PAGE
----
San Francisco Giants

July 14, 2013

Healthy Lowrie gives A's what they lacked at short: A healthy bat

When Jed Lowrie found out roughly a week before spring training that the A's had traded for him, he didn't know what position he'd be playing in Oakland or where he might hit in the lineup. But he did know a little about his new office space.

OAKLAND – When Jed Lowrie found out roughly a week before spring training that the A's had traded for him, he didn't know what position he'd be playing in Oakland or where he might hit in the lineup. But he did know a little about his new office space.

"Houston (where Lowrie played in 2012) is much more conducive to hitting home runs," Lowrie said. "And everyone knows the (more spacious) reputation of Oakland. So I was really conscious of hitting more line drives. I tried to adjust my game to the park."

Lowrie hit 16 home runs a year ago, including 14 before the All-Star break, but said the line-drive approach is "who I am as a hitter anyway." It might help explain why Lowrie goes into this year's break with lower power numbers – seven homers as of Saturday – in what otherwise is shaping up as the best offensive season of his career.

In his first 87 games, the 29-year-old already had set a career high in hits (101) and was closing in on previous bests in runs (40), doubles (23) and RBIs (37) for the American League West-leading A's. His .301 average and .802 OPS led A.L. shortstops.

A breakdown of balls Lowrie has put in play on the website FanGraphs seems to bear out his theory about the approach. Entering Saturday, he was hitting line drives this season at the highest rate of his career – 26.2 percent of batted balls compared to a 20.8 percent career rate – and fewer fly balls (39.9 percent) than in any previous season.

Last year, more than half the balls Lowrie put in play (51.3 percent) were fly balls, closer to his career rate of 47.8. The season in airy Houston followed Lowrie's first four with Boston, where it's a short porch to both corners of Fenway Park. Still, Lowrie said that adjusting to Coliseum, "I didn't change my swing."

"I think it was a mind-set," he said. "It was just a matter of knowing that to be successful here, you have to hit more line drives."

Another reason Lowrie is nearing so many of his previous bests: A history of injuries has kept him from playing more than 97 games in any of his five major-league seasons. He has lost time in past years to ankle, shoulder and wrist problems, as well as a bout with mononucleosis.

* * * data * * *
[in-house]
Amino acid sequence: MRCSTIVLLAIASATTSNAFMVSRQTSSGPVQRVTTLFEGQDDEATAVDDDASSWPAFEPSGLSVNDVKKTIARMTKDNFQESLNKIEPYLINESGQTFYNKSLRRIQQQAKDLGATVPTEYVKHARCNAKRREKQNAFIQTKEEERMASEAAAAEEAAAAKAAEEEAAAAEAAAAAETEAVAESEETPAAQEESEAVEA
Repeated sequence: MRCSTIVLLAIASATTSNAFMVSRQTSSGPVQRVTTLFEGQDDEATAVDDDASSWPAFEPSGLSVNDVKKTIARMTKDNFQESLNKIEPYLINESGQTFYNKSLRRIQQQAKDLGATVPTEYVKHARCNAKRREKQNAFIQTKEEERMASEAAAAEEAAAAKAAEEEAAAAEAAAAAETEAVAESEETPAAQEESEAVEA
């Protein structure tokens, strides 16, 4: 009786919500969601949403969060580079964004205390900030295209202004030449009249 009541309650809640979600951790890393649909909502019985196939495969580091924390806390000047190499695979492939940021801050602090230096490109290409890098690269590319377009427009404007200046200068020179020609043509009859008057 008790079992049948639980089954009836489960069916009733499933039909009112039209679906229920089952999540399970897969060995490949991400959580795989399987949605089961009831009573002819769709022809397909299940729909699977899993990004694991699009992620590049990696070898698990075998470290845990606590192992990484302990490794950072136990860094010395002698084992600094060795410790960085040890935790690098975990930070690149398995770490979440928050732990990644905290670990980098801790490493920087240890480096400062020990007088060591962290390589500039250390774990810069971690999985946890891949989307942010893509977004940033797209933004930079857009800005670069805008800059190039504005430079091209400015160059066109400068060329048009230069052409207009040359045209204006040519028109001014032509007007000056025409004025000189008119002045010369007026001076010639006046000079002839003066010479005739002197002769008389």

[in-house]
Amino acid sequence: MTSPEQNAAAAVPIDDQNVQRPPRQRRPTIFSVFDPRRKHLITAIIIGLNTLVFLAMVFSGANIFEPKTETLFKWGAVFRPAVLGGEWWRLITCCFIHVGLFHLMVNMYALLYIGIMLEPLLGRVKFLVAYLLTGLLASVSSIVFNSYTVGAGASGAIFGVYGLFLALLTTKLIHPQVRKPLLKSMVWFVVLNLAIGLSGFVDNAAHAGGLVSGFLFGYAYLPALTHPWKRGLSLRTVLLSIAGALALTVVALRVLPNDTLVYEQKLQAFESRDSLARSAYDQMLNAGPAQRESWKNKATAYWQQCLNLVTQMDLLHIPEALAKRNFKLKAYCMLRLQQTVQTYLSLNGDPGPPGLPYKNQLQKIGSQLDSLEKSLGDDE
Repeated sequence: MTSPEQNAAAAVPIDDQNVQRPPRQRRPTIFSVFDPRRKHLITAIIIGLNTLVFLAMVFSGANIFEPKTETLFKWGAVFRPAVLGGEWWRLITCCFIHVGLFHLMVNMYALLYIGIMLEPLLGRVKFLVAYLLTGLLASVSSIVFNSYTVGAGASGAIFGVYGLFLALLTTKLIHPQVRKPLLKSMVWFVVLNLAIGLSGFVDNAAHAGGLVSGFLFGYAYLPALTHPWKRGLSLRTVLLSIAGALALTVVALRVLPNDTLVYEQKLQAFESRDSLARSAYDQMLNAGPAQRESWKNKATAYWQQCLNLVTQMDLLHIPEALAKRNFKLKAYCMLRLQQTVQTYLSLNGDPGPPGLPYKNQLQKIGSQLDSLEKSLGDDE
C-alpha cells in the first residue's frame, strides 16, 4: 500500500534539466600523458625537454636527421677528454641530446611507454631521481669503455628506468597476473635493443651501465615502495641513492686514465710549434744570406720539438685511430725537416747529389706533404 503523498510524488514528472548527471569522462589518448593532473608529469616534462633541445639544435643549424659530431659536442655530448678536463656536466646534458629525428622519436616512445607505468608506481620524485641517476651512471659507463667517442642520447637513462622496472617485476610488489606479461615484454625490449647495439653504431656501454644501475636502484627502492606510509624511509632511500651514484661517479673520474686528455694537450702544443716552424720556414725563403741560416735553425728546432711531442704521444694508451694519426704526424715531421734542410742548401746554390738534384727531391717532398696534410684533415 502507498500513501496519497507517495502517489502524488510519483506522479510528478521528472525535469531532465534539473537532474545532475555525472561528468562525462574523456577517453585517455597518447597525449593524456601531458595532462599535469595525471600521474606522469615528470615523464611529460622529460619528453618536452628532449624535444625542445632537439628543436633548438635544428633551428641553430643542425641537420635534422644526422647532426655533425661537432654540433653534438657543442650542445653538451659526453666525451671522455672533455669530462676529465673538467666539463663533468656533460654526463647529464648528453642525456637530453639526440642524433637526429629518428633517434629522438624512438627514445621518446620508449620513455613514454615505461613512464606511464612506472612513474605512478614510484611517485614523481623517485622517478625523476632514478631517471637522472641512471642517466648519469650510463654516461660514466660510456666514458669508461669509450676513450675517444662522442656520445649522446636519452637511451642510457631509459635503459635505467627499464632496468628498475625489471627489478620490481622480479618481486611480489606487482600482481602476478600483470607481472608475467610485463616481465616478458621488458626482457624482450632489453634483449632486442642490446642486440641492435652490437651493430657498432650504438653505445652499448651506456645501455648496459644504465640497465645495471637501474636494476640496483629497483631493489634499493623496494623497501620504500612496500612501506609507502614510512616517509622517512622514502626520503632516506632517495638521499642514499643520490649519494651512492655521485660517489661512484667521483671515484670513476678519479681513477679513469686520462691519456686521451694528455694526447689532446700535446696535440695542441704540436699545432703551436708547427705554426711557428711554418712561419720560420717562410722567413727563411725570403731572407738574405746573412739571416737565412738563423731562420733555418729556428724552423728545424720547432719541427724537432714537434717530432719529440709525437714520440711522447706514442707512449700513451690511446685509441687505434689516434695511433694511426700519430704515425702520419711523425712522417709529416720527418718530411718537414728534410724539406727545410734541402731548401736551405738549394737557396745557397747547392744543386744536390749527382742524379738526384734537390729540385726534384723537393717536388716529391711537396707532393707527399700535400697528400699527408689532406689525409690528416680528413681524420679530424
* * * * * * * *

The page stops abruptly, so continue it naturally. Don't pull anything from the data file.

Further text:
"When he was with us he had some freak injuries happen to him," said Red Sox second baseman Dustin Pedroia. "But when he was on the field he was very productive, plays the game hard, really intelligent, always in the right spot defensively. Now you can tell, he's healthy and playing all the time, and the numbers show."

In trading for Lowrie – sending Chris Carter and prospects Brad Peacock and Max Stassi to the Astros in March – manager Bob Melvin said the A's were "hoping for this (kind of production), and I think health was the first (question)."

"We felt if we kept him healthy, the talent level is there, and it has been," Melvin said. "I think he's everything we could've hoped for."

The A's also valued Lowrie's versatility, and already in the first half Lowrie has made at least one start batting everywhere from leadoff to seventh in the A's lineup, with most coming in either the No. 2 or 3 spots.

He has been asked to play some second base along with his natural shortstop.

But the majority of his starts have come on the left side, at a position where the A's received little in the way of offense in 2012. The A's signed Hiroyuki Nakajima to a two-year deal over the winter with designs on making him their everyday shortstop, and Lowrie's play is a big reason why Nakajima has spent the first half in Triple A.

A's shortstops in 2012 – primarily Cliff Pennington and second-half acquisition Stephen Drew – combined to hit .203 with 46 RBIs and a .565 OPS. Saturday began with their shortstops, mostly Lowrie and recently outrighted Adam Rosales, producing a .286 average, 43 RBIs and .793 OPS that was the second-highest on the A's by position.

"Last year the guy we had at short was an incredible defender in Penny. Stephen came in and did a good job," first baseman Brandon Moss said. "But if you asked either one, they would say neither one of them had the offensive year they wanted to have.

"A team like ours, we have pitching, that's what we do. We prevent runs. But we have to score runs and that's something (Lowrie has) helped us do. He gets on a lot, he drives in runs, he hits doubles."

Moss said Lowrie has "been in my mind an All-Star-caliber player" through the first half. Lowrie ranked fourth among A.L. shortstops in fan voting, more than 3 million votes behind the Orioles' J.J. Hardy, though it's tough to call him a hard-luck case when, a few lockers down, Josh Donaldson's breakout year isn't getting him to New York either.

"How do you say (Lowrie is) under the radar when arguably our best player didn't make the team?" Moss said. "But he's had a heck of a first half. And he's a really big reason why we're in the position we're in right now."

Call The Bee's Matt Kawahara, (916) 321-1015. Read his Bay Area Baseball blog at Follow him on Twitter @matthewkawahara.

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